Winter seems to have gotten up to speed mighty fast. The first powder turns of the season are already old news and the first avalanche fatalities of the season have already made the news (Colorado and Utah), and it is only November. British Columbia has issued a high avalanche hazard warning for the South Coast and storms appear to be lining up in the Pacific, ready to deliver more snow. It sounds like a good time to ask if you are ready for the season and to evaluate your skills. Make this the year that you take an avalanche class, hone your route finding skills or take your avalanche education to the next level.
There numerous qualified sources to begin or further your backcountry skills. We ran an article about choosing a quality avalanche safety course a couple of seasons ago, and the information holds true today. Ultimately, the quality of any course is determined by the experience and training of the instructor. When looking for courses, ask whether instructors are affiliated with organizations such as the American or Canadian Avalanche Associations (CAA) or the American Institute for Avalanche Research and Education (AIARE), and find out if instructors are certified members of the American Mountain Guides Association or the Association of Canadian Mountain Guides. Detailed content standards and certified instructors can be found on the American Avalanche Association website.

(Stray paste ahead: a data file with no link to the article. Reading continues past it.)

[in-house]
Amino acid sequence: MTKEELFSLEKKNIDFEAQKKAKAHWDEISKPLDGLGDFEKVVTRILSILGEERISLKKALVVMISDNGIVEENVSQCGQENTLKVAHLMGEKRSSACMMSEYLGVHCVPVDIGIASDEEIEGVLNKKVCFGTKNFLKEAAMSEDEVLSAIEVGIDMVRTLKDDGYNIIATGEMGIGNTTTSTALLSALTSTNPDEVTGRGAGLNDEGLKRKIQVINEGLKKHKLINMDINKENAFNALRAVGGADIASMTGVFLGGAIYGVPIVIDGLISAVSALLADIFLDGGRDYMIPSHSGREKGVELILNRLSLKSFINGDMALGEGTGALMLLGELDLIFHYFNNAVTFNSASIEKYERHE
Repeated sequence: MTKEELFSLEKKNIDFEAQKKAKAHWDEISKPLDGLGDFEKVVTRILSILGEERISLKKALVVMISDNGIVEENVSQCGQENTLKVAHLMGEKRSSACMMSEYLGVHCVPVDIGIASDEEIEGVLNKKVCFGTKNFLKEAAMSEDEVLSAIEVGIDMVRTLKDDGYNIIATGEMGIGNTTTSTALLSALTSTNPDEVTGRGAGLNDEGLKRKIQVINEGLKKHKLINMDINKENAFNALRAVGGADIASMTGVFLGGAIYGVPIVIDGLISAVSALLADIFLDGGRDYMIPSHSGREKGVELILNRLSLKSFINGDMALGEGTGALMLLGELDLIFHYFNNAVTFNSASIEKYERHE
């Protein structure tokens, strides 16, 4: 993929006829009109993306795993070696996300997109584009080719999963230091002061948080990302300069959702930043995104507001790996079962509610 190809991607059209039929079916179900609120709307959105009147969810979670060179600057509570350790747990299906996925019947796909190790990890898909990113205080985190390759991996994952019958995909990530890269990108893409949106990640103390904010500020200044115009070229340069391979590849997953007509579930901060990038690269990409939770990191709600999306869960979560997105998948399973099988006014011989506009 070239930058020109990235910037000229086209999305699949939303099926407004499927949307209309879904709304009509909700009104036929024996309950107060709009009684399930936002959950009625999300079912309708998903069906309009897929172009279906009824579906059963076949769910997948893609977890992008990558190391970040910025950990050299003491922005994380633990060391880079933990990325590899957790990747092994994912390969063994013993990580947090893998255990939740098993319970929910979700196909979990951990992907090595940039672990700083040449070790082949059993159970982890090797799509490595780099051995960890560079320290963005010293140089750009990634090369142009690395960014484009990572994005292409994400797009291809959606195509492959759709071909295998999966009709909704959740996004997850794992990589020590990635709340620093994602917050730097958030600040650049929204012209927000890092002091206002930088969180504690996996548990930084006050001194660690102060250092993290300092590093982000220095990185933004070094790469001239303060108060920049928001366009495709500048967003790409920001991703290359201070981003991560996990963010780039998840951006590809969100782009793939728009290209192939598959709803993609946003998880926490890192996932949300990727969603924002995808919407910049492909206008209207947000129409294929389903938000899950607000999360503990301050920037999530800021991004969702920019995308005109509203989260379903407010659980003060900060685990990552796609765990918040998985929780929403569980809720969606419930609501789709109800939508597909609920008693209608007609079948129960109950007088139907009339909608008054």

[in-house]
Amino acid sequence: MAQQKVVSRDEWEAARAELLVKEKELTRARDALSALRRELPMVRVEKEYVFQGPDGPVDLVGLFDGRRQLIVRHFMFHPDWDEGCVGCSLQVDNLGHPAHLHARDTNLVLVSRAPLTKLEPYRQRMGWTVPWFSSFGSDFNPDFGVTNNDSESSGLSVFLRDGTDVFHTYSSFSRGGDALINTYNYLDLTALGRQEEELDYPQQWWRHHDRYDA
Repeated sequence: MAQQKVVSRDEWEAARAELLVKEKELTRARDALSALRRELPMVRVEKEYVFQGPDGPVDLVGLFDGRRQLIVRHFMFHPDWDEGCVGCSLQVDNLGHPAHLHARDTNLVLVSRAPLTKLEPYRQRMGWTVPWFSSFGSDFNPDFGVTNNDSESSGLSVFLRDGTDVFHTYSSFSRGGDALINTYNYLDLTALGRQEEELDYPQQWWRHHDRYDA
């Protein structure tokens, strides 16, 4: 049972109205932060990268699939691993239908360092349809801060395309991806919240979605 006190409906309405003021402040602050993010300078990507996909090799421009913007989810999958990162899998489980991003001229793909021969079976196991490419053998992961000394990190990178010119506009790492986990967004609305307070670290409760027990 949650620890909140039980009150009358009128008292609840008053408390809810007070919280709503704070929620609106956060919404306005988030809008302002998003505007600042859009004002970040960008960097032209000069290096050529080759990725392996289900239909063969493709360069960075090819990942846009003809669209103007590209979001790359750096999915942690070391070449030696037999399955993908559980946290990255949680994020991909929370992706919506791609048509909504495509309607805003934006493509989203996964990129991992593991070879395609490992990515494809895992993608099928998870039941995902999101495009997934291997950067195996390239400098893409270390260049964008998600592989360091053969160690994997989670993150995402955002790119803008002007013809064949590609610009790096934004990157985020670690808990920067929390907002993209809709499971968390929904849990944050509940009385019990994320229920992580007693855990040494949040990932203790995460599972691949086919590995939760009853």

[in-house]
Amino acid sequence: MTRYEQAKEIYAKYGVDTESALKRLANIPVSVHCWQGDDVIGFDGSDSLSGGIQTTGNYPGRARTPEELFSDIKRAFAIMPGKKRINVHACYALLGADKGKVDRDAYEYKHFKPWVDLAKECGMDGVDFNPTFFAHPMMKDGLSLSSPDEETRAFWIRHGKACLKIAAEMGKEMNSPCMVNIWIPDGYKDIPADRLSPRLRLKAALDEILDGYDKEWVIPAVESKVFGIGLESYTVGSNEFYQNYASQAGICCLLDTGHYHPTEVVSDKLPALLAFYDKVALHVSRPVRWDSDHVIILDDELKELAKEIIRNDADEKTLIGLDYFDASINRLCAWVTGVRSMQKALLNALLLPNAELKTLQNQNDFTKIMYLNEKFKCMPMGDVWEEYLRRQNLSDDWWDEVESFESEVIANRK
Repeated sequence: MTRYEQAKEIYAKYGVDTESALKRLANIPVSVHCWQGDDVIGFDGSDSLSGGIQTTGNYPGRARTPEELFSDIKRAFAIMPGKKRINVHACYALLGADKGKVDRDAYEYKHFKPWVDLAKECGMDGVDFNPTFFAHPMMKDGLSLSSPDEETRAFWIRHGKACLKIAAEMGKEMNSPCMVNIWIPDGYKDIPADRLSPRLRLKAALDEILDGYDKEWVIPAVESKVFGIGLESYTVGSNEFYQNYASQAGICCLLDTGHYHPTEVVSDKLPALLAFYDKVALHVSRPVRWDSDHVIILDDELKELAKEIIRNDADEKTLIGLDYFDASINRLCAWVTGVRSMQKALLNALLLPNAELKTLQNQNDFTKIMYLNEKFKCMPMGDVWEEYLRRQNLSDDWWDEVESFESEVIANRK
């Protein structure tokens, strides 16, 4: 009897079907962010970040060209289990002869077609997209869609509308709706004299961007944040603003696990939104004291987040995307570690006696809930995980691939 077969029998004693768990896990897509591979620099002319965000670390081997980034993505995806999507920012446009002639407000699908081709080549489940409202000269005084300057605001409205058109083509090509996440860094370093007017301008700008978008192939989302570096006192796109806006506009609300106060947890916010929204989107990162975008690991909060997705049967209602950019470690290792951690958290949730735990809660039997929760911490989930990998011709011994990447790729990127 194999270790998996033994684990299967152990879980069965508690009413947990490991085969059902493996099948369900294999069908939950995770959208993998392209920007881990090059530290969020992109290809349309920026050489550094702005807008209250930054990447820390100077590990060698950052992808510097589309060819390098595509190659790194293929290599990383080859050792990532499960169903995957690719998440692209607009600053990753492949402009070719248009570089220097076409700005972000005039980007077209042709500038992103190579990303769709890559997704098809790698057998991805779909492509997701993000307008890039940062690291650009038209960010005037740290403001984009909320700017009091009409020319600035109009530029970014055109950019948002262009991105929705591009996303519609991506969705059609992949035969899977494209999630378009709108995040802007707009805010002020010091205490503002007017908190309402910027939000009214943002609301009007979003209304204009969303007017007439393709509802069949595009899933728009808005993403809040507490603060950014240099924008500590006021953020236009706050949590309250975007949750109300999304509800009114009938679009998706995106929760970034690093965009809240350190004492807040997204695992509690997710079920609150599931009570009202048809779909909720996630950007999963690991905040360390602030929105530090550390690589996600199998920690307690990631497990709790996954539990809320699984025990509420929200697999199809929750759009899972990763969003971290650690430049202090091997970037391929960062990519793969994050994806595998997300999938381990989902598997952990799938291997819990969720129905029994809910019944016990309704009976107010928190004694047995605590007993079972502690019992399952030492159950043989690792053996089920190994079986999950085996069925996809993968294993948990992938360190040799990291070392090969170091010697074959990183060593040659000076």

Several of our supporters (look to banners on the right – a little shameless promotion for our supporters) offer certified AIARE courses and many of the Canadian backcountry lodges offer CAA affiliated courses. From Payette Powder Guides and Sawtooth Mountain Guides in Idaho to Three Sisters Backcountry and Wallowa Alpine Huts in Oregon to North Cascades Mountain Guides and the the Northwest Mountain School in Washington, there are numerous quality options for in depth avalanche safety education.
If a straight up avalanche class does not tempt you, consider a general backcountry skills workshop, a course to expand your comfort in the backcountry and help build your general skill set, including staying safe in avalanche terrain. What better way to build your own skills than to spend several days with veteran ski guides. Skiing with guides is always educational. North Cascades Mountain Guides even offers a women’s specific backcountry workshop, run exclusively by women. The workshop pulls together the Northwest’s top female instructors and guides for a long weekend clinic, run by women for women.
Clear your calendars, book a course and ramp up your skillset. If November is any indication, it looks like this is going to be a winter to remember, and the skiing is always better in the backcountry.